Is China's "new normal" unfolding as it should? Advisory Asia Global Institute's Board Co-Chair Michael Spence weighs in.
Q: What are your expectations of China’s “new normal?”
At this stage of growth, its almost impossible to imagine that China would continue to grow at 9 to 10 per cent, because the way you do that isn’t available to you anymore. You’re not using up surplus labour, you’re huge in the global economy, you have big market share, you can’t grow by increasing market share. Take a small, poor country, even with a big population, when it starts out and if it grows at unbelievable speeds, it may see growth of market sharefrom 1to 2 percent. This small country doesn’t affect global prices. Market size really isn’t a limitation. China is way way past that stage. It has used up the surplus labor, in all the dimensions you know it has to change, and generate growth in part the way a developed economy generates it, through innovation and total productivity growth, and that doesn’t happen at more than 3+ per cent, even at the best of times. China’s on that road. It is somewhere in the middle between early stage developing country and high income country.
For every reason that I can think of, this is an important set of reforms that will sustain a high level of growth in what i call the middle income transition. But it won’t look like the early 2000s. I don’t think so. It will be a new normal in terms of the level of growth and also the structural characteristics of the growth patterns.
Q: So have China’s economists been looking at the wrong factors for growth all along?
After the global financial crisis, every single entity that produced a growth forecast was WRONG on the high side, and that’s been going on for six years. I don’t think the Chinese authorities, smart as they are, knew what kind of growth they could achieve. So the Global Financial Crisis came, they threw the book at it: a fiscal stimulus of 9 per cent of GDP a year for two years and a huge opening up of the credit.
They kept the growth up. and they can do it again. But it would be dangerous to do it. It took five to six years to declare the new normal in China, which is a lower rate of growth, a balanced, sustainable growth. If it had come earlier, had been perceived and announced in a five year plan, I don’t think you would see commodity prices go as high as they were before they came crashing down. There would have been an expectation that China’s growth was going to slow in a natural way, so there wouldn’t have been any confusion in the markets over whether this was a trend heading for zero or a transition. And you probably wouldn’t have had so much excess capacity built. so this is one of the very few occasions that they were late to get the message out. I think those 5-year messages have been, historically at least, pretty powerful guides to what is going to happen in the economy.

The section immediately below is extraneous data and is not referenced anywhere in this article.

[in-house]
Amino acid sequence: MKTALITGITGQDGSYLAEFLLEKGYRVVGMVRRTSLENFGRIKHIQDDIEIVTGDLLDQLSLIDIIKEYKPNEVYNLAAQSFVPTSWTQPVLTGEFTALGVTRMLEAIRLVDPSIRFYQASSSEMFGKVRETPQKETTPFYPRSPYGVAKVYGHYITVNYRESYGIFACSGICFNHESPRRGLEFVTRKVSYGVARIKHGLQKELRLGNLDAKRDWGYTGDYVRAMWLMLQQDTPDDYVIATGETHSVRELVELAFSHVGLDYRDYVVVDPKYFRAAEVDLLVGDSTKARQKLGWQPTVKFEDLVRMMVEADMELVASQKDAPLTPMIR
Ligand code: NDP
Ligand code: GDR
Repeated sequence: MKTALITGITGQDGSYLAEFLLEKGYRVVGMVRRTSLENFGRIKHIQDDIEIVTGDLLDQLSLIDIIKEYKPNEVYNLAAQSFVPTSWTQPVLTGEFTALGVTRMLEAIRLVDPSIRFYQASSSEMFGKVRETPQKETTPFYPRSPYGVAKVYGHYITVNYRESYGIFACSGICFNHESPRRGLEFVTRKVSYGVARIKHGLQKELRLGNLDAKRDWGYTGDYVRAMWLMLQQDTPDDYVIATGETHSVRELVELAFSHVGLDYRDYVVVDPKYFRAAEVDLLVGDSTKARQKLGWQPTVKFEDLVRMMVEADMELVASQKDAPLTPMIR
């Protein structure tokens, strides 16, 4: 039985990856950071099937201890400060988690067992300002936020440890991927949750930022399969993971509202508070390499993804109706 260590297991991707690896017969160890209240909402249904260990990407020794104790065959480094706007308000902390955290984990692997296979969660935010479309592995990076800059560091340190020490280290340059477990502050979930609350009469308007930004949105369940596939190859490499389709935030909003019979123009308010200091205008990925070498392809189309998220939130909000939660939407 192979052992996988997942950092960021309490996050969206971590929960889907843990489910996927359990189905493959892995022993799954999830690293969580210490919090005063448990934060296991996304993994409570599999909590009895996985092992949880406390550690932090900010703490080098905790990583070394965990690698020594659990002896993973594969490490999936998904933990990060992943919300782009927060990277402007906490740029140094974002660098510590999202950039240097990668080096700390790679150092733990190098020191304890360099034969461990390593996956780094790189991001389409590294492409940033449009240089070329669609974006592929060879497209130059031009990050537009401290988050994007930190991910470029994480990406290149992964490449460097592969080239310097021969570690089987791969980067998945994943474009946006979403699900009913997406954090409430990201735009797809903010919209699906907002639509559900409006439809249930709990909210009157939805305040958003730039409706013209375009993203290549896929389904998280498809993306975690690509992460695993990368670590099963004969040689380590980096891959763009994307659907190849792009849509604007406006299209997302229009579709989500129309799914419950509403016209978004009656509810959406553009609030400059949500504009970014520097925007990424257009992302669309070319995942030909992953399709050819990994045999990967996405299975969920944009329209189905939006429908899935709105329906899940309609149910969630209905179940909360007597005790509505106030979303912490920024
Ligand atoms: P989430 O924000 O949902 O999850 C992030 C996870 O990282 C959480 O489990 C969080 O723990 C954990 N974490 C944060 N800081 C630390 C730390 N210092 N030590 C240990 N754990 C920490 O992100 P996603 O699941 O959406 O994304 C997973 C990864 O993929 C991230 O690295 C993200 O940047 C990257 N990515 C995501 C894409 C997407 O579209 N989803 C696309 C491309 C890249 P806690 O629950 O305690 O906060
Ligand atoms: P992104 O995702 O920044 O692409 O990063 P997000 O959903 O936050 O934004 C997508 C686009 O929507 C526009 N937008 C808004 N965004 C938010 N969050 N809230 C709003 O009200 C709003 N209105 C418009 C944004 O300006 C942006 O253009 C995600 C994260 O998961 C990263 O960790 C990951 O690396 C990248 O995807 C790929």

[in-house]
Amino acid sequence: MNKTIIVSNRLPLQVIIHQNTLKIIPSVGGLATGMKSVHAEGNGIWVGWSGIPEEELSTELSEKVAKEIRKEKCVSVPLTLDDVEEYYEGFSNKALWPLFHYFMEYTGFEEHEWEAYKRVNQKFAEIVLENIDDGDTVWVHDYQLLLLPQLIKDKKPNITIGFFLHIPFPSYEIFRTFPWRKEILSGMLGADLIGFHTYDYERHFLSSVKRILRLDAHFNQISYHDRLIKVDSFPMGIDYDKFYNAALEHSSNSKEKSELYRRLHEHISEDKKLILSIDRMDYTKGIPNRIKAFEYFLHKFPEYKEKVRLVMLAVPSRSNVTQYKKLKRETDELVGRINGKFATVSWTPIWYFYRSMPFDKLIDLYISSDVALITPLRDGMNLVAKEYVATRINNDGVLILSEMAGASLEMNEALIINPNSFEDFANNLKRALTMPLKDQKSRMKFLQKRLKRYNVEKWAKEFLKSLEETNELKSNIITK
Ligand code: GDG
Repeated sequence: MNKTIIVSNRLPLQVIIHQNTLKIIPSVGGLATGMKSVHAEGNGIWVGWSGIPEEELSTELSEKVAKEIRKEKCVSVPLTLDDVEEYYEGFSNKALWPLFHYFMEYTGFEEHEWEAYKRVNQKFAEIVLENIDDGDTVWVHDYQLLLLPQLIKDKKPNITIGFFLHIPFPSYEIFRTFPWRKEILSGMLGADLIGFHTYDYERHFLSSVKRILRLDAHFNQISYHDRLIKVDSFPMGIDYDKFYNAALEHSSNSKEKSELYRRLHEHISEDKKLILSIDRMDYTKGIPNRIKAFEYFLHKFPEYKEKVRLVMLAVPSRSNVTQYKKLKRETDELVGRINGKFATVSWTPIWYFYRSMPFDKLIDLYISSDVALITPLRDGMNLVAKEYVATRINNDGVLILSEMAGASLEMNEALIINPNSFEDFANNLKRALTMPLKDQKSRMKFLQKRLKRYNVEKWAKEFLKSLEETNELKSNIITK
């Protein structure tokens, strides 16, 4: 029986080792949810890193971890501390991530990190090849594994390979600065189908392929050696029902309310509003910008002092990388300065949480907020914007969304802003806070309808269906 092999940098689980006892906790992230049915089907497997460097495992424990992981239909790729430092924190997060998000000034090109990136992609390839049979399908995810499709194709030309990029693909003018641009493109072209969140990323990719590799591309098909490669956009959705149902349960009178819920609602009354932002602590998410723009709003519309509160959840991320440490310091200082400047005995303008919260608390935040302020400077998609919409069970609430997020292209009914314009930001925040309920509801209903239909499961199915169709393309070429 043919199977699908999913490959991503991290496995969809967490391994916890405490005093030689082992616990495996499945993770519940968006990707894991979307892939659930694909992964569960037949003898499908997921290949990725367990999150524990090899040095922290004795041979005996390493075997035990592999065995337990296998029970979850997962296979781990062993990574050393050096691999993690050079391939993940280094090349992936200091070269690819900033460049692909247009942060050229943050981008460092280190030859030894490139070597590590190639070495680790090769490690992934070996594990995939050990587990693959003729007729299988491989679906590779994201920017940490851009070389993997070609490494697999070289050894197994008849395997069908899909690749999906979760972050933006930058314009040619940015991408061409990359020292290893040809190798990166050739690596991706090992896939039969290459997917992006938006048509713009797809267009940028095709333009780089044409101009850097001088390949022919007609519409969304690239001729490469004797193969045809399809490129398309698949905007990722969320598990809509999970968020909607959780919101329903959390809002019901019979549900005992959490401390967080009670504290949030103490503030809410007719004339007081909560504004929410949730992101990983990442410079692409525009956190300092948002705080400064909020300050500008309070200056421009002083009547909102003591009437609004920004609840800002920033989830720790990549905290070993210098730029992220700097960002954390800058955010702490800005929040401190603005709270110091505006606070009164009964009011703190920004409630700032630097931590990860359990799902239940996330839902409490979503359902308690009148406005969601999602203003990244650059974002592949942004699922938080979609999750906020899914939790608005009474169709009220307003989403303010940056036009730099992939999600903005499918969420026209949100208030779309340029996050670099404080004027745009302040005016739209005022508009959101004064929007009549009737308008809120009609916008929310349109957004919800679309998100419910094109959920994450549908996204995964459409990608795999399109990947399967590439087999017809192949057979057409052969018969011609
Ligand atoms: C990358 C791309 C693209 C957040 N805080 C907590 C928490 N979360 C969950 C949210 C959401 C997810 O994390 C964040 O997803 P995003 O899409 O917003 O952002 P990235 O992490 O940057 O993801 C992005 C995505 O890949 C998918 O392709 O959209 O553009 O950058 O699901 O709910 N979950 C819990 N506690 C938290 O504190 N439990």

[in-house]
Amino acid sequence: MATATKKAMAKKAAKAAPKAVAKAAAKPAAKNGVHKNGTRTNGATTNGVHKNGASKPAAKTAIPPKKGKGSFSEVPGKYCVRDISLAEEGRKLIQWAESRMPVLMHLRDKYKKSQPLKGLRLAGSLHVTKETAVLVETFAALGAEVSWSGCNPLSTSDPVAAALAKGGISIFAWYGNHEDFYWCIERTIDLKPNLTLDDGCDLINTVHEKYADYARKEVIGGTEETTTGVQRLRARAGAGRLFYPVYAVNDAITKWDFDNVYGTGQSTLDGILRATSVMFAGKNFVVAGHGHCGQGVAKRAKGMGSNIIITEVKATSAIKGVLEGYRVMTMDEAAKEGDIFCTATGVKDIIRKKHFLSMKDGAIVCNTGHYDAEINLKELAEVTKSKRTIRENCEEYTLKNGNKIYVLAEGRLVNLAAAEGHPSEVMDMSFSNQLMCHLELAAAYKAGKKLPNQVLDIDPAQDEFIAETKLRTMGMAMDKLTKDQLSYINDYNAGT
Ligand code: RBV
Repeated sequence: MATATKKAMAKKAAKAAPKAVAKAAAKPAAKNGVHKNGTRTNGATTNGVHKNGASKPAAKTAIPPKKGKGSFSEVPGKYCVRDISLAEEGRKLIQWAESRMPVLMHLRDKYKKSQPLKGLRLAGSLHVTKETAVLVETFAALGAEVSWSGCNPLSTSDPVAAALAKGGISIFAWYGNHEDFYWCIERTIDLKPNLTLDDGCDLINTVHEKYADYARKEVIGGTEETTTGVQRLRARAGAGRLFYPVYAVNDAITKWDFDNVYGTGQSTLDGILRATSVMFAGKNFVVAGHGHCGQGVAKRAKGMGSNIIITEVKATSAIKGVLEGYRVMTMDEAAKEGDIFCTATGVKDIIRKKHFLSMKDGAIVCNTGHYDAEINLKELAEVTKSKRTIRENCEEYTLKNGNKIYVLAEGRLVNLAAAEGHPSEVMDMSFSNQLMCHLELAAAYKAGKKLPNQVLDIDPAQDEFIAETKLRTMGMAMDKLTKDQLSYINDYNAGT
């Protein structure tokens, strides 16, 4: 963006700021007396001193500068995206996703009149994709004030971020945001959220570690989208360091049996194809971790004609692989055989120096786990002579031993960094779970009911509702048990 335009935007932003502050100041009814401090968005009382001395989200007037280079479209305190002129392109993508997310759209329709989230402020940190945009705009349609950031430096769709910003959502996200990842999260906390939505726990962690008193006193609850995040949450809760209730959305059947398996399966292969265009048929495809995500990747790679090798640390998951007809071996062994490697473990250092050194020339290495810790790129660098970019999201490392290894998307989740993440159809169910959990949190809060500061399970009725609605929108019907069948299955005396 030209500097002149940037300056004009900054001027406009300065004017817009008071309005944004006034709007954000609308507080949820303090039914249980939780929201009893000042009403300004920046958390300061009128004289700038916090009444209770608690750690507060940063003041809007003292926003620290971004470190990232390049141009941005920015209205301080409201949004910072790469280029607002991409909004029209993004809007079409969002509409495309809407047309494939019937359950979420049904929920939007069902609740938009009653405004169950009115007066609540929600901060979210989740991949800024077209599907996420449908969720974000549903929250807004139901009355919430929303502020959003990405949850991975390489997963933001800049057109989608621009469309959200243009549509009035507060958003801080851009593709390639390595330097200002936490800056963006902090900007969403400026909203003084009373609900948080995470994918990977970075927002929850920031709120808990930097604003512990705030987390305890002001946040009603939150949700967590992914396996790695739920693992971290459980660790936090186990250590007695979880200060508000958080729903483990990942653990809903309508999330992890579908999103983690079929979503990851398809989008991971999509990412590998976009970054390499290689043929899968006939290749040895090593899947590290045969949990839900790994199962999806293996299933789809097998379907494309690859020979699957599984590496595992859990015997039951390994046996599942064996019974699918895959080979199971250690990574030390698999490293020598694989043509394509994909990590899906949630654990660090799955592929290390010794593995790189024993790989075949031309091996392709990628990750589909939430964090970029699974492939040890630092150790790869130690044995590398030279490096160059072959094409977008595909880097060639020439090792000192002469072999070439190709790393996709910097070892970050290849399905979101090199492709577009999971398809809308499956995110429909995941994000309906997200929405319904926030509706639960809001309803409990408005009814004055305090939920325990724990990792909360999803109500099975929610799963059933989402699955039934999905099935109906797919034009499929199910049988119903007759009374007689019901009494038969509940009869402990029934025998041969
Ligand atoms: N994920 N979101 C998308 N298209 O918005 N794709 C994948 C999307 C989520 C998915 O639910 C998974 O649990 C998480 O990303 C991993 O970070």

Q: What are your thoughts on shadow banking? Is this something China’s financial sector needs to worry about at all? Why or why not?
Parts of the shadow banking system, in fact important parts, have contributed to the development of the financial system in useful ways. Savings options are expanded and access to credit more broadly available. However, it developed in a highly regulated system and hence the development was unbalanced. Municipal governments could not issue bonds and we got the Local Government Financing Vehicles with an opaque mixture of public sector financing, SOE finance, real estate development and SME finance. And shadow banking developed while deposit rates were heavily regulated. So the system is not perfectly balanced and under-regulated. So the process now is to regulate and remove the distortions that helped shape it – deposit rate liberalization for example. Shadow banking is also risky because of mis-pricing of risk. That comes in part from the implicit guarantees associated with State Owned Banks in the system. So another aspect of reform is to draw a line between Banks, especially state owned banks and the rest of the system, and get rid of the implicit guarantees.
Q: What do you see as China’s biggest problems and opportunities as it trundles toward the end of 2015 under “the new normal?”
It really comes down to implementation. The plan, as outlined in the 3rd and 4th Plenums is comprehensive and sound. But there is a tremendous amount to get done. Probably the biggest challenge is to concretely the idea of making well-regulated markets decisive, which means getting the regulatory framework right and then letting competition, innovation, and private investment do the rest. There is resistance to that. No one disagrees about the state having an important regulatory role. But there is resistance to reducing the state presence in the territory where markets and open competition generally do a better job.